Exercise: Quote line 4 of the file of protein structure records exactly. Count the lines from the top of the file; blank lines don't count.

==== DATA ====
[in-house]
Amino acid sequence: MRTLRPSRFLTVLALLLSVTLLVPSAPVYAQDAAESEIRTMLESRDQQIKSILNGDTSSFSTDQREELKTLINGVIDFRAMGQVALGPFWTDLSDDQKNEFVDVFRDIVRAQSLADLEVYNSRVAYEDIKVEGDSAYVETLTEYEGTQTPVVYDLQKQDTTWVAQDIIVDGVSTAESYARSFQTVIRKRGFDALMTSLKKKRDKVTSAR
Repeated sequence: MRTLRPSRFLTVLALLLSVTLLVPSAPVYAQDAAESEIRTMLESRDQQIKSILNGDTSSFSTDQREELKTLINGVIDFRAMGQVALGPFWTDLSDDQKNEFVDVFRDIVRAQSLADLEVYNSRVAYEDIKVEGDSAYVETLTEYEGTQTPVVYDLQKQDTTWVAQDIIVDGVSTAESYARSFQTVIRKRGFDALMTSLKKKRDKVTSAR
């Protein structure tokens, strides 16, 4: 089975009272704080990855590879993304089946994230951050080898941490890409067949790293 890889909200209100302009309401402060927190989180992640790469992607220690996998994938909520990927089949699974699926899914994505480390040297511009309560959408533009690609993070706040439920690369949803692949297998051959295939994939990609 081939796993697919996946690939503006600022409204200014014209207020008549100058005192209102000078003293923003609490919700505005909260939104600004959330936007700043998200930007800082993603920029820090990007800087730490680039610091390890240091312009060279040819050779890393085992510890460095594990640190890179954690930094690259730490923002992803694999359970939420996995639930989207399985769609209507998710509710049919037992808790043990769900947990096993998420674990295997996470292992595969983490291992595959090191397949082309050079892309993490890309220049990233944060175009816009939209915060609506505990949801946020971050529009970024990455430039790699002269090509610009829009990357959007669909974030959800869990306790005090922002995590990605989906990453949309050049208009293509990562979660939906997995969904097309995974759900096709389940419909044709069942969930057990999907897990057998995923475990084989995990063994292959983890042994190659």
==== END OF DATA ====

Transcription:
């Protein structure tokens, strides 16, 4: 089975009272704080990855590879993304089946994230951050080898941490890409067949790293 890889909200209100302009309401402060927190989180992640790469992607220690996998994938909520990927089949699974699926899914994505480390040297511009309560959408533009690609993070706040439920690369949803692949297998051959295939994939990609 081939796993697919996946690939503006600022409204200014014209207020008549100058005192209102000078003293923003609490919700505005909260939104600004959330936007700043998200930007800082993603920029820090990007800087730490680039610091390890240091312009060279040819050779890393085992510890460095594990640190890179954690930094690259730490923002992803694999359970939420996995639930989207399985769609209507998710509710049919037992808790043990769900947990096993998420674990295997996470292992595969983490291992595959090191397949082309050079892309993490890309220049990233944060175009816009939209915060609506505990949801946020971050529009970024990455430039790699002269090509610009829009990357959007669909974030959800869990306790005090922002995590990605989906990453949309050049208009293509990562979660939906997995969904097309995974759900096709389940419909044709069942969930057990999907897990057998995923475990084989995990063994292959983890042994190659």